Painter and illustrator Millicent Sowerby was born in 1878 in Gateshead to a wealthy glass-making family. Her father, John G. Sowerby, as well as acting as director of the glass-making factory, also enjoyed recognition as a painter and illustrator. Millicent was one of the first women to illustrate Lewis Carroll’s Alice in Wonderland, and she also illustrated children’s books by her sister Githa.
Millicent moved to London with Githa in the early 1900s, and the pair began work on their books, Githa writing them and Millicent illustrating them. We at Lucius Books are fortunate enough to have acquired seven beautiful, original illustrations for one such book, Childhood, the sisters’ second book, a collection of children’s verse published in 1907.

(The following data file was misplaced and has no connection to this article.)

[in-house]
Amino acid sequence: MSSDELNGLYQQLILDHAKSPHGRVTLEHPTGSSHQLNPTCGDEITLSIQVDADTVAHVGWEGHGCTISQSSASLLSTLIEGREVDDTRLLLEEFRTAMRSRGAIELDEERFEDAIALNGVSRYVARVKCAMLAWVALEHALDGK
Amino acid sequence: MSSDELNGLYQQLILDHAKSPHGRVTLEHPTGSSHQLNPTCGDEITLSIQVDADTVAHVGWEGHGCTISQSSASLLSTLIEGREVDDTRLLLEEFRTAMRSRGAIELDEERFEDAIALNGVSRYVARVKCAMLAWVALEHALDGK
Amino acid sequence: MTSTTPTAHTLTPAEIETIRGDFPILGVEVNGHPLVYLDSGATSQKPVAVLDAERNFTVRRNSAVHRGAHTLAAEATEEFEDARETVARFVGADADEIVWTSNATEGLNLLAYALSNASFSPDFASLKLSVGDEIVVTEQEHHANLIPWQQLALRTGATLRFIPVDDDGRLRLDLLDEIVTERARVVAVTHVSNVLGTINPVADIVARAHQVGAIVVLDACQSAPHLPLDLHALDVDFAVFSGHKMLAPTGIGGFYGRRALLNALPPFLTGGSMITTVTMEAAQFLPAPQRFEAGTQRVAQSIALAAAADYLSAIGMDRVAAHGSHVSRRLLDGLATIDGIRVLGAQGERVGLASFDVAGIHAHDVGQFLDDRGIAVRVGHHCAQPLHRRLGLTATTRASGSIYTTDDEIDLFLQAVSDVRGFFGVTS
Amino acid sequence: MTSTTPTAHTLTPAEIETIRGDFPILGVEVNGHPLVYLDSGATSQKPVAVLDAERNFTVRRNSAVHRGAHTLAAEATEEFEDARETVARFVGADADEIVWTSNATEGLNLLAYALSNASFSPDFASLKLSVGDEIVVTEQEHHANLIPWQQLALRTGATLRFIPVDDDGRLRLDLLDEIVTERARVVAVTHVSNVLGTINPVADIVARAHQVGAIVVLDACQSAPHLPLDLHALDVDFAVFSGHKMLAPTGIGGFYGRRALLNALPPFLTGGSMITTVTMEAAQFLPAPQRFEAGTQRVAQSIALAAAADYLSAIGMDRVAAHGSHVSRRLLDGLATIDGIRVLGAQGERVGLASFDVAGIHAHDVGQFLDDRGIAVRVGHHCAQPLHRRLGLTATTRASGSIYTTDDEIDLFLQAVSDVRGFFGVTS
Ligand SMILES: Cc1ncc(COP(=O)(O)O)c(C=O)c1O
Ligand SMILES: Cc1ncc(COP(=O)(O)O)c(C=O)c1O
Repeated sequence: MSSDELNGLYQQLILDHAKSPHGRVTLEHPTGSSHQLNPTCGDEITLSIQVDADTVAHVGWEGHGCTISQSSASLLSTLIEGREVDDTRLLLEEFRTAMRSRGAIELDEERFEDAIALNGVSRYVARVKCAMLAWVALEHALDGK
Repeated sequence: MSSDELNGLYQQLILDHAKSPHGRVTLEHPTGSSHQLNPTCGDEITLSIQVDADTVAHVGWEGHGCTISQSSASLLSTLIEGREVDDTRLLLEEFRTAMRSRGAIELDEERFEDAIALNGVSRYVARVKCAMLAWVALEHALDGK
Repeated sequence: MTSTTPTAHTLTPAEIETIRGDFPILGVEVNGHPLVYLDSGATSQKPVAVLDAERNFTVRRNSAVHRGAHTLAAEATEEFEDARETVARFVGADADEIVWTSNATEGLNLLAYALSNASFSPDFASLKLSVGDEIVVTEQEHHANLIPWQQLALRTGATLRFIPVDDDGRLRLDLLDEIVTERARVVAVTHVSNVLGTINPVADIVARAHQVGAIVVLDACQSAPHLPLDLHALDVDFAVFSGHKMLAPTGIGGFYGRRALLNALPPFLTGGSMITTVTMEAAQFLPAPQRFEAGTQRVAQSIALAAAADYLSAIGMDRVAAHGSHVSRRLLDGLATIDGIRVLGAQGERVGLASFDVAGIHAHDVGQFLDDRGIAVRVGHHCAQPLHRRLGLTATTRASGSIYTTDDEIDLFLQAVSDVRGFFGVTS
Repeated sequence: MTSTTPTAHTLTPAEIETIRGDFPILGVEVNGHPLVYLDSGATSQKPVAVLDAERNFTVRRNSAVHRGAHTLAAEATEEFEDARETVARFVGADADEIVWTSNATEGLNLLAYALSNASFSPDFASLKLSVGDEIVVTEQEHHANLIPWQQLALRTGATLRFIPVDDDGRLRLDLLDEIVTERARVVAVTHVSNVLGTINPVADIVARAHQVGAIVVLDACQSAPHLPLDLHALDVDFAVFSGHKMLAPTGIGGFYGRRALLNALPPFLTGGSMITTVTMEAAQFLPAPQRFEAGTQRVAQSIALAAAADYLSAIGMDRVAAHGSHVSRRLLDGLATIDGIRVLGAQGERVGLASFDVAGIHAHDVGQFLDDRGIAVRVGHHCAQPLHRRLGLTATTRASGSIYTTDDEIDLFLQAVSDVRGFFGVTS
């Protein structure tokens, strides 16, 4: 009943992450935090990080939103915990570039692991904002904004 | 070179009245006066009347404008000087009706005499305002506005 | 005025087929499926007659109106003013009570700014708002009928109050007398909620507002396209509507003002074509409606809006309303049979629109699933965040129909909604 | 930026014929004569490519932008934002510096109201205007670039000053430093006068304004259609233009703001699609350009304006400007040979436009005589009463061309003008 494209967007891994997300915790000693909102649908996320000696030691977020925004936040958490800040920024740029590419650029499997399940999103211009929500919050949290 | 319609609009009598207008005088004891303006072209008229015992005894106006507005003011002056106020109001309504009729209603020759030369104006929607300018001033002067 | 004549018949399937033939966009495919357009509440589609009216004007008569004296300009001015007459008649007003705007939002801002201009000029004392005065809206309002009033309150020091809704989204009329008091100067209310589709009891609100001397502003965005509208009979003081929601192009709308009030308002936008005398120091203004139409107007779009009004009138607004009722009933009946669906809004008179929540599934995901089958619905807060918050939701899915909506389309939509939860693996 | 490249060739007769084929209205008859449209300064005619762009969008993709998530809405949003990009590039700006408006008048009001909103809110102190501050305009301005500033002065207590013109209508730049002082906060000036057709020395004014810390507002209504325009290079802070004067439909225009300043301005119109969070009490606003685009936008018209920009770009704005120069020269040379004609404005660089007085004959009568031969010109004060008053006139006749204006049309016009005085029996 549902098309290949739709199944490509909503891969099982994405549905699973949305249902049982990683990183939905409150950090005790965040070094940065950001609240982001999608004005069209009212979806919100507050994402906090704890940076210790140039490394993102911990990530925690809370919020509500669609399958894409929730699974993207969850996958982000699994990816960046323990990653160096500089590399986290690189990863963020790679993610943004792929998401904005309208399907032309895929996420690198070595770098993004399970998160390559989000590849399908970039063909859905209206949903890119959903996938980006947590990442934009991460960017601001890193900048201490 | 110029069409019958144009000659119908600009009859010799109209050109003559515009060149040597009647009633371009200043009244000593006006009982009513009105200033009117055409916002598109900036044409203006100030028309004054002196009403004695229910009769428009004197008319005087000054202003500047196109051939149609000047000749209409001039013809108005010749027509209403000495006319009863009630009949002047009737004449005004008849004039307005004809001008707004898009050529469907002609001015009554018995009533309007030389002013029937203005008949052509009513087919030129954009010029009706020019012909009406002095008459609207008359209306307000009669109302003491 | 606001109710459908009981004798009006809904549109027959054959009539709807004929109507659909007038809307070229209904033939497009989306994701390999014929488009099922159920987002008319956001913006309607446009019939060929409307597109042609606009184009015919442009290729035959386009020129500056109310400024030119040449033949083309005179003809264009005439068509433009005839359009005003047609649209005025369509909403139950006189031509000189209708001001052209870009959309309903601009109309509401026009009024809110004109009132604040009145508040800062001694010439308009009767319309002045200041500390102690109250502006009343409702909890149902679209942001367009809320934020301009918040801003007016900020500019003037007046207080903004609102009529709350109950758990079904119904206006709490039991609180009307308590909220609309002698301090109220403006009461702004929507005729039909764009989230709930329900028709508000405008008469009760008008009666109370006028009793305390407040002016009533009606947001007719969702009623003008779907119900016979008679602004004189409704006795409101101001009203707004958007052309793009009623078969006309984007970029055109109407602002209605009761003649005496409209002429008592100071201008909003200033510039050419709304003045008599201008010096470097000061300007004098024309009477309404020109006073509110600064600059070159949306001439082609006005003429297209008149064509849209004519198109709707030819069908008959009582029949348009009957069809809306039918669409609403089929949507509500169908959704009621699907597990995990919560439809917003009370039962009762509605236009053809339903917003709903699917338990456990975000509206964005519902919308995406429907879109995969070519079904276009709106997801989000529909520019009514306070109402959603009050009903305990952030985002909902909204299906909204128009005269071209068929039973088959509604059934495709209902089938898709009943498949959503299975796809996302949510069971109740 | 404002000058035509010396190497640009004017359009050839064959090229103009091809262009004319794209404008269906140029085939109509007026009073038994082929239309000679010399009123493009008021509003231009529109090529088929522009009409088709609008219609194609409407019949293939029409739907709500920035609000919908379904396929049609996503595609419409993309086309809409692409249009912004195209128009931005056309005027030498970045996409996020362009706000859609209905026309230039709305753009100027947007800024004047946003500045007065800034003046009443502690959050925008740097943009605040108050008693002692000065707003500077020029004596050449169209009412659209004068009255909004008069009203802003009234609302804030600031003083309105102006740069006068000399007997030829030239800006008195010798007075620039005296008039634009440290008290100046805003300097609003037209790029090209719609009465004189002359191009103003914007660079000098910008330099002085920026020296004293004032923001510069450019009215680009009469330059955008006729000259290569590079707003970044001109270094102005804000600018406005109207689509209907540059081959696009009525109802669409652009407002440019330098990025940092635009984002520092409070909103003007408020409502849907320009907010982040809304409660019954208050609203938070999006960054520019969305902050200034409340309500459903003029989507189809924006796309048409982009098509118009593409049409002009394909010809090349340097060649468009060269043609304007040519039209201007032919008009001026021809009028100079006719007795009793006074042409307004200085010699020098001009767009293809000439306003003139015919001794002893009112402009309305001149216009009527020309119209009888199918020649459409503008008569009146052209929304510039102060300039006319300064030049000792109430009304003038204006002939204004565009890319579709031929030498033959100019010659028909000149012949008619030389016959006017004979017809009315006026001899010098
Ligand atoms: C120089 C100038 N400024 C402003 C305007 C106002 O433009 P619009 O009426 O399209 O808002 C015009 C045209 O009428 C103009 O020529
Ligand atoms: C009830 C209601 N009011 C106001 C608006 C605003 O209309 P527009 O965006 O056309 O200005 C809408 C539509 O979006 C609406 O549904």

Githa also wrote plays, and her most famous, the deeply political play Rutherford & Son (written under the deliberately genderless name of K. G. Sowerby) became a critically acclaimed sensation in London and was subsequently performed in New York. The eventual discovery that the play was written by a woman was met with shock and disbelief, and even withdrawals of praise by some critics. Sadly, the play eventually fell into obscurity before its slow but steady revival in the 1980s, and there is now a growing interest in Githa’s life and work as northern-born, political, feminist thinker and writer.